Business

Neighborhoods could see funeral homes, storage

Federal Way’s business “neighborhoods” could be opening up to new kinds of businesses in the not-too-distant future.

After months of review and discussion by the city Planning Commission and the City Council’s Land-Use and Transportation Committee, the council has taken steps toward approving the Neighborhood Business (BN) zoning to include self-service storage facilities and funeral homes.

There are 14 BN zones comprising about 110 acres. About 70 percent of the land in the zones is occupied by retail stores and restaurants, followed by gas stations (11 percent), offices (10 percent) and single family homes (7 percent). About 18 percent of the land in all the BN zones is vacant.

Existing allowed uses in the Neighborhood Business zone include office, retail, restaurants, taverns, day cares, group homes, civic facilities, public utilities, churches, gas and service stations, schools and multi-family housing. Federal Way’s BN zones also allow fast food restaurants, health clubs, entertainment retail and garages.

The issue to add additional uses went before the council in October 2003, when a local charitable organization asked if its property could be developed as a self-service storage facility.

The organization’s representatives said the group had put its four-acre property at Southwest 356th Street and 21st Avenue Southwest on the market several times over the previous decade and no one was interested in it except for a developer who wanted to build self-service storage.

Some council members at the time were opposed to the proposal, saying BN zoning was intended for businesses that residents of a particular area would walk to and spend time in, like restaurants, drycleaners or coffee shops.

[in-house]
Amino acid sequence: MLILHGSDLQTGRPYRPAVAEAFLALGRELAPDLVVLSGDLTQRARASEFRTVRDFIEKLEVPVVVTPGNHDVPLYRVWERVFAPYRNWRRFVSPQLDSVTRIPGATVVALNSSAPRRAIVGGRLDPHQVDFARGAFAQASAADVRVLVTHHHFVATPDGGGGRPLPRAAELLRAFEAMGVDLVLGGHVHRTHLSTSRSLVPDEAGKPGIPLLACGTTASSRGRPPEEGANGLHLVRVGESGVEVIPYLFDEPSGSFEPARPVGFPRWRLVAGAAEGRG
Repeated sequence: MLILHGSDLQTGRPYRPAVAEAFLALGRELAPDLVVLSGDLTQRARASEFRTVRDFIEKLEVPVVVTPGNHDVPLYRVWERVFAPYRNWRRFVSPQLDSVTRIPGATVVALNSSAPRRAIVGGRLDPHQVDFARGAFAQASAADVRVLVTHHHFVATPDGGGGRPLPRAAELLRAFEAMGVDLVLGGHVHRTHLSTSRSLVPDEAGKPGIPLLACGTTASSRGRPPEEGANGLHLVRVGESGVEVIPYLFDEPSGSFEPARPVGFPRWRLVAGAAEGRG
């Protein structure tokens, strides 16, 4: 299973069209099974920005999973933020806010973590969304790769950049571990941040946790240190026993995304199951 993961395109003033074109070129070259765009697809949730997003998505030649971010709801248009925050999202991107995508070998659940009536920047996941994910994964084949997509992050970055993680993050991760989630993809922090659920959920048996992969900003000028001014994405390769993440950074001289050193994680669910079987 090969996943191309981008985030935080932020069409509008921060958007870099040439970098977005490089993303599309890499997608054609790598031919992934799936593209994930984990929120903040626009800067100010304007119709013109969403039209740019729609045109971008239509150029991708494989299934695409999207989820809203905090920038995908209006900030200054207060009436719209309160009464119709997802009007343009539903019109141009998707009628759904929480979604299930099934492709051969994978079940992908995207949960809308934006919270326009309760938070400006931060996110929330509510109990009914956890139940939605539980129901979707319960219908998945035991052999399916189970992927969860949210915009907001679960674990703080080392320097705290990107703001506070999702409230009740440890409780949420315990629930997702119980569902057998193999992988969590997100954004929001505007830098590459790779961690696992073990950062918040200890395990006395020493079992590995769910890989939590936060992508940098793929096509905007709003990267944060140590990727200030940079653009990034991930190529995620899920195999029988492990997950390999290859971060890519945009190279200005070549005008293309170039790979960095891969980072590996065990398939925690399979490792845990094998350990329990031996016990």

But others argued neighborhood self-storage facilities might be great for Federal Way residents who live in apartment complexes with limited storage. Rather than having to cross town to get the Christmas decorations or put away the barbecue grill, they could simply drive down the street.

After some debate, the Council directed staff to include the issue in the 2004 comprehensive plan amendment process. Staff later recommended the issue be included in the city planning division’s review of the BN zone as part of its 2004 work program.

The result of their work is the proposal before the council, which would allow well-designed facilities that don’t detract from the scale and orientation of local neighborhoods. According to the proposal, the self-service storage facilities would be limited in size to three acres and must meet certain design guidelines. The code includes on-site parking for one rental truck no larger than 12,000 pounds gross vehicle weight rating for those loading or unloading their stuff.

In addition to self-service storage facilities, the BN zones are expect to include funeral homes — an item which came to city officials’ attention in 2004, when the council received a request from the Bonney-Watson funeral home to build a memory garden at its existing business location at Southwest 312th Street and Dash Point Road.

Because the Bonney Watson funeral home pre-dated city incorporation, it was allowed to continue operations at the site as a non-conforming use, but it can’t expand without approval through the comprehensive plan amendment process.

Staff writer Erica Hall: 925-5565, ehall@fedwaymirror.com

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